- It appears that in Windows XP, 2003, and Vista, the Windows Time Service (w32time) will by default always try to form a "symmetric active" association with configured NTP servers. This can be problematic with some time servers, violates the published RFC-1305 specification, and is not necessary. I could find no explanation on Microsoft's site for this behavior; I suspect it has something to do with interoperability with older Windows 2000 domain controllers that had very broken NTP.
However, there is a simple workaround. You can simply add ",0x8" to the end of any configured time server, and Windows will only use a client-mode association. For example, the command:
w32tm /configure /manualpeerlist:"0.pool.ntp.org,0x8 1.pool.ntp.org,0x8 2.pool.ntp.org,0x8" /syncfromflags:MANUAL /update
will configure your Windows machine to form client-mode associations with three different NTP Pool servers.
- The minimum polling interval on all Windows machines except domain controllers is set to 1024 seconds by default. Windows domain controllers have a minimum poll interval of 64s.
This is reasonable as clients usually do not need extremely accurate time. However, quite a few servers that are not domain controllers do need to get accurate time offset and frequency synchonization quickly. You can configure "MinPollInterval" and "MaxPollInterval" through the registry or using Group Policy tools, as documented here.
Important note: never set the minimum poll value to less than 6 (which is 26 = 64 seconds). You won't get better time synchronization, and will be abusing the servers you have configured. Many time server administrators have automated tools that block clients that poll too frequently.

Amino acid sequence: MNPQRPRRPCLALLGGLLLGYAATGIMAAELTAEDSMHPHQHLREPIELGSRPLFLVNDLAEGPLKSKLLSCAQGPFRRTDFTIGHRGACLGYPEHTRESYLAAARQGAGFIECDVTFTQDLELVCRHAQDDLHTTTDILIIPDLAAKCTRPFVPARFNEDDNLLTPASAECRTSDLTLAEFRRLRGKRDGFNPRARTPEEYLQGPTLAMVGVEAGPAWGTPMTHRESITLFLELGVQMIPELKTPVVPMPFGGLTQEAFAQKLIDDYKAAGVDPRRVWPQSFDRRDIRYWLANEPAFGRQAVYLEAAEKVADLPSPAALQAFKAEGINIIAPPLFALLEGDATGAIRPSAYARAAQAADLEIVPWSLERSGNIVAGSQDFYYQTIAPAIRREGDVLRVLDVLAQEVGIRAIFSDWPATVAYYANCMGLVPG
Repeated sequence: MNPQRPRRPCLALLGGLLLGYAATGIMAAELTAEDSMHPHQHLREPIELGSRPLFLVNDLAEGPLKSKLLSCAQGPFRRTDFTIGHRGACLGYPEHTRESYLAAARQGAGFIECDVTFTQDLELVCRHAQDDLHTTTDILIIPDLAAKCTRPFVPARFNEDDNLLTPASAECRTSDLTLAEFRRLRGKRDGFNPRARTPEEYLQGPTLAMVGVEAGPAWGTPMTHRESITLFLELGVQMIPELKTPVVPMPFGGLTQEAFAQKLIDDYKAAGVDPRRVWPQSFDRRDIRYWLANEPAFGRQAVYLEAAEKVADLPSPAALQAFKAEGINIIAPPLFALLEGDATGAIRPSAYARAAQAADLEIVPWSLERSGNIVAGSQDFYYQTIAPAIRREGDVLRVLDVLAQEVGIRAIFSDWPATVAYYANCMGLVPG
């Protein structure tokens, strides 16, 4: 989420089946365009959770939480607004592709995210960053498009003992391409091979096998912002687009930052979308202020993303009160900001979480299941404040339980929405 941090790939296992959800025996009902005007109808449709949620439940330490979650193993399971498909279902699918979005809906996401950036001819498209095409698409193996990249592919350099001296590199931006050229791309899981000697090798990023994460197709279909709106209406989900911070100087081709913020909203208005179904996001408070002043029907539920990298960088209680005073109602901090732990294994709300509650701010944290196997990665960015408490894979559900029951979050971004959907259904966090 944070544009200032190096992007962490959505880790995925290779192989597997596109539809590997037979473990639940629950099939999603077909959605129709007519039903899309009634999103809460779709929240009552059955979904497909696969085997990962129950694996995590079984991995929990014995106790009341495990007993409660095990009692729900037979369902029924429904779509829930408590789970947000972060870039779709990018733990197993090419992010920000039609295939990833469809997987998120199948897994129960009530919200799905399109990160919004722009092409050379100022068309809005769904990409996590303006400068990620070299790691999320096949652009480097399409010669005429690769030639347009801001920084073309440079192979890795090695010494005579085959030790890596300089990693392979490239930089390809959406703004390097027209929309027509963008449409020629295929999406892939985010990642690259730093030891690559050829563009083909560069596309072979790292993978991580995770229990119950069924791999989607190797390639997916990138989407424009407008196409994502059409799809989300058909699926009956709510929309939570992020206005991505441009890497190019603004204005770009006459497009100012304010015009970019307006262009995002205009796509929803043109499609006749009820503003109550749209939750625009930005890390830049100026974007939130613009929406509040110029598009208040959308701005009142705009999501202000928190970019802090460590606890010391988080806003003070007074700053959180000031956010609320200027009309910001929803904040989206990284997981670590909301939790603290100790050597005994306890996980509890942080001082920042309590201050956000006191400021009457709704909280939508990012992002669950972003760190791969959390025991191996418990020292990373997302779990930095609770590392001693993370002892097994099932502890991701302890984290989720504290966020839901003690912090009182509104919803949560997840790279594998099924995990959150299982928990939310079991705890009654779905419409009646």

- Windows Time Service does follow sensible rules for "backing off" the polling interval, and adjusting the interval to network conditions. In my testing, a Windows Server 2003 domain controller began polling at 64 seconds, and then backed off to one poll every 1024 seconds within about 30 minutes. This is the same behavior as the reference ntpd implementation.
Also, in my tests, Windows Time Service did respond to unreachable servers sensibly, backing off the polling interval to 215s. However, when a server became unreachable, it did increase polling in steps down to 24s before reverting to 215s. This rather strange polling pattern (15-9-9-8-7-6-5-4) continued until the server became reachable again. There have been quite a few problems in the past caused by NTP implementations that polled too frequently. Fortunatley, the Windows Time Service should not cause problems in this area, as an unreachable server results in an average of one poll every 212s (about once an hour).
Monday, March 10, 2008
Network-focused analysis of the Windows Time Service
Due to some recent posts on the comp.protocols.time.ntp newsgroup, I took it upon myself to investigate the behavior of the Windows Time Service a bit further using the Wireshark protocol analyzer.
Posted by RPM at 12:18 PM